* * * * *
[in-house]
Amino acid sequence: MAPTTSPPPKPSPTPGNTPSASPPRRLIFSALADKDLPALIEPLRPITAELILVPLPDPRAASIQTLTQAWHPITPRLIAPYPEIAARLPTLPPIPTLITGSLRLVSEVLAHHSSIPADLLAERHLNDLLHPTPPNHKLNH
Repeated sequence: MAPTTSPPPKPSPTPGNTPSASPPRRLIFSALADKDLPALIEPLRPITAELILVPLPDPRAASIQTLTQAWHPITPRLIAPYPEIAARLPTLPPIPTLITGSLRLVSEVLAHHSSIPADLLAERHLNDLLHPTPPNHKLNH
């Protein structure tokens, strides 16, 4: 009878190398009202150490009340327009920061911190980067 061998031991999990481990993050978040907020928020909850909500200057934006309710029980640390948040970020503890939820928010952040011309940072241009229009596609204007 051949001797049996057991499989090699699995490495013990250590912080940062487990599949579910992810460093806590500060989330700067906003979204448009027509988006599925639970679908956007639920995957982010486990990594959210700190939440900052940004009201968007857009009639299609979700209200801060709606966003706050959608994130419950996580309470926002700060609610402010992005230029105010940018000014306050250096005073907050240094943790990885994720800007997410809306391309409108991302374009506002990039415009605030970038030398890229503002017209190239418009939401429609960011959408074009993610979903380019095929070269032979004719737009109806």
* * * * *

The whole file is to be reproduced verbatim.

[in-house]
Amino acid sequence: MAPTTSPPPKPSPTPGNTPSASPPRRLIFSALADKDLPALIEPLRPITAELILVPLPDPRAASIQTLTQAWHPITPRLIAPYPEIAARLPTLPPIPTLITGSLRLVSEVLAHHSSIPADLLAERHLNDLLHPTPPNHKLNH
Repeated sequence: MAPTTSPPPKPSPTPGNTPSASPPRRLIFSALADKDLPALIEPLRPITAELILVPLPDPRAASIQTLTQAWHPITPRLIAPYPEIAARLPTLPPIPTLITGSLRLVSEVLAHHSSIPADLLAERHLNDLLHPTPPNHKLNH
């Protein structure tokens, strides 16, 4: 009878190398009202150490009340327009920061911190980067 061998031991999990481990993050978040907020928020909850909500200057934006309710029980640390948040970020503890939820928010952040011309940072241009229009596609204007 051949001797049996057991499989090699699995490495013990250590912080940062487990599949579910992810460093806590500060989330700067906003979204448009027509988006599925639970679908956007639920995957982010486990990594959210700190939440900052940004009201968007857009009639299609979700209200801060709606966003706050959608994130419950996580309470926002700060609610402010992005230029105010940018000014306050250096005073907050240094943790990885994720800007997410809306391309409108991302374009506002990039415009605030970038030398890229503002017209190239418009939401429609960011959408074009993610979903380019095929070269032979004719737009109806």